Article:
New US travel rules for Omicron: What you need to know

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(CNN) — Just when we thought US travel rules were starting to stabilize, along comes Omicron.

The dominoes fell quickly after South African health authorities informed the world of their discovery of the Omicron variant of the coronavirus in late November.

The Biden administration rolled out controversial travel bans on arrivals from eight nations in southern Africa. Travelers found themselves unexpectedly stranded. And now US officials have said they will be tightening travel regulations again.

Things are changing by the day and even by the hour, but here are some of the questions people have about US travel rules — and answers we have as of December 2:

 

Are testing rules for entry into the US changing?

 

President Joe Biden speaks about the Omicron varient during a visit to the National Institutes of Health in Bethesda, Maryland, on Thursday.

Evan Vucci/AP

All inbound international travelers will soon be required to test within one day of departure for the United States.

According to the plan posted, the tightening of the testing protocol will happen “early next week.”

Currently, vaccinated travelers are required to test within three days of their departure. There is a requirement for foreign travelers arriving in the United States to be fully vaccinated.

Unvaccinated Americans and legal permanent residents are allowed to enter the country with a test taken within one day of departing for the United States. The new rule will make the testing time frame one day for everyone.

Biden also announced that the federal mask mandate requiring travelers to wear masks in airports, on planes and on other modes of public transportation such as trains and buses has been extended through March 18.

 

Is there a post-arrival testing or quarantine requirement?

 

 

There is not. “We’re not announcing any steps on post-arrival testing and quarantine,” a senior administration official said in a press briefing on Wednesday evening.

“I will say — look, if additional measures are recommended, if additional measures can be implemented well and are effective, we won’t hesitate to take them, but we’re not taking them today,” the official said, according to a White House transcript of that briefing.

 

What countries fall under the new US travel ban?

 

The travel bans announced on November 26 bar entry into the US of noncitizens coming from eight countries in southern Africa. They are Botswana, Eswatini, Lesotho, Malawi, Mozambique, Namibia, South Africa and Zimbabwe.

On November 27, the CDC placed them all at Level 4 “very high” risk for Covid-19. (Botswana was already at Level 4 because of its caseload — more than 500 per 100,000 residents in the past 28 days.)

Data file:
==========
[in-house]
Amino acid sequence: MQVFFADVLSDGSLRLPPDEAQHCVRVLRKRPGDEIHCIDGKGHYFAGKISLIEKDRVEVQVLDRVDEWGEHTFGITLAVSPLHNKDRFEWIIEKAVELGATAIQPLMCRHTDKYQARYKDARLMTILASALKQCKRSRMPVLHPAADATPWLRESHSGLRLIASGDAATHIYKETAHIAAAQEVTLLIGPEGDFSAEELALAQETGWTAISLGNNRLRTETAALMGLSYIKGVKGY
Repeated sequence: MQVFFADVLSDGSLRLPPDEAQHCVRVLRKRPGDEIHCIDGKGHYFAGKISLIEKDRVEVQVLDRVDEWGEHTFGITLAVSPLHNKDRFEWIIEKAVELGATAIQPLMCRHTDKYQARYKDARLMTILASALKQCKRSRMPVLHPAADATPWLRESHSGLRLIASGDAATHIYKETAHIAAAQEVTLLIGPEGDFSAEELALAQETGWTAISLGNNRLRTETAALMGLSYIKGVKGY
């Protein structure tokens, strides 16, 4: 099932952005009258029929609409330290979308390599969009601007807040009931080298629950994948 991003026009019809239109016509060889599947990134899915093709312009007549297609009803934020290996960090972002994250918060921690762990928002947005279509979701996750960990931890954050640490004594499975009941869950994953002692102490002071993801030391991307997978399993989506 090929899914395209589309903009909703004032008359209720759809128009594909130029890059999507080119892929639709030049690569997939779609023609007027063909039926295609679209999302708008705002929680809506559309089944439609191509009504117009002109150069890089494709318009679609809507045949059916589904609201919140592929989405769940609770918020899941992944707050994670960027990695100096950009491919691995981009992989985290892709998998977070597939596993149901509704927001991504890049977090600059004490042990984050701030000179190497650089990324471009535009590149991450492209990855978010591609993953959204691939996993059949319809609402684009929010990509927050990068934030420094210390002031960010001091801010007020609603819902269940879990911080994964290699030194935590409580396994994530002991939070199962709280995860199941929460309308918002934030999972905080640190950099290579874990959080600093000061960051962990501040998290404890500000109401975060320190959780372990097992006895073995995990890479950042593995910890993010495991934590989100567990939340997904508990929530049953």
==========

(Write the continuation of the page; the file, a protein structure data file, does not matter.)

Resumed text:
Citizens of those nations and citizens of other nations who have been traveling there in the past 14 days are currently not allowed entry into the United States.

 

Can US citizens already in those nations return?

 

Yes they can.

As of December 2, they still had to follow the rules already in place to re-enter: A negative result from a Covid-19 test within three days of travel if fully vaccinated and within one day of travel if unvaccinated.

 

Can US citizens still travel to the banned nations?

 

Technically, yes.

At least two US carriers are still flying back and forth from South Africa. Delta Air Lines is still offering Atlanta-Johannesburg service, and United Airlines is still offering Newark-Johannesburg service.

United Airlines is also resuming nonstop service between Newark and Cape Town, according to a news release from South African Tourism. The release also said, “we would like to emphasize that our country remains open for all those travelers who wish to visit.”

An American family stuck in Johannesburg, South Africa, amid new Covid-19 travel restrictions talk about their experience in trying to get back home.

Whether it’s advisable to go is another matter. The CDC advises against it.

You might also encounter new travel barriers. For instance, Zimbabwe imposed a lockdown and mandatory quarantine on Tuesday, November 30, for travelers, state-run news agency NewZiana reported.

Going to southern African nations while bans are in place around the world might cause you to be banned from going to other countries. For instance, the United Kingdom is not allowing anyone who has been to “red list “countries — which include Angola and Zambia as well as the eight discussed above — from entering except its own returning citizens.

 

What is the US doing to detect the virus?

 

The CDC also confirmed to CNN on Wednesday that officials have directed airlines carrying passengers that have been to certain southern African nations to share those passengers’ contact information with the agency.

Airlines have already been gathering contact information from passengers under a CDC contact tracing order that has been in effect since November 8.CNN Travel will update this article as new information becomes available and rules change. CNN’s Wayne Chang, Kaitlan Collins, Jacqueline Howard, Pete Muntean, Megan Vazquez and Greg Wallace contributed to this report.

Top image: Travelers wear protective face masks at Denver International Airport on November 30. (Photo by Robyn Beck / AFP via Getty Images)

 

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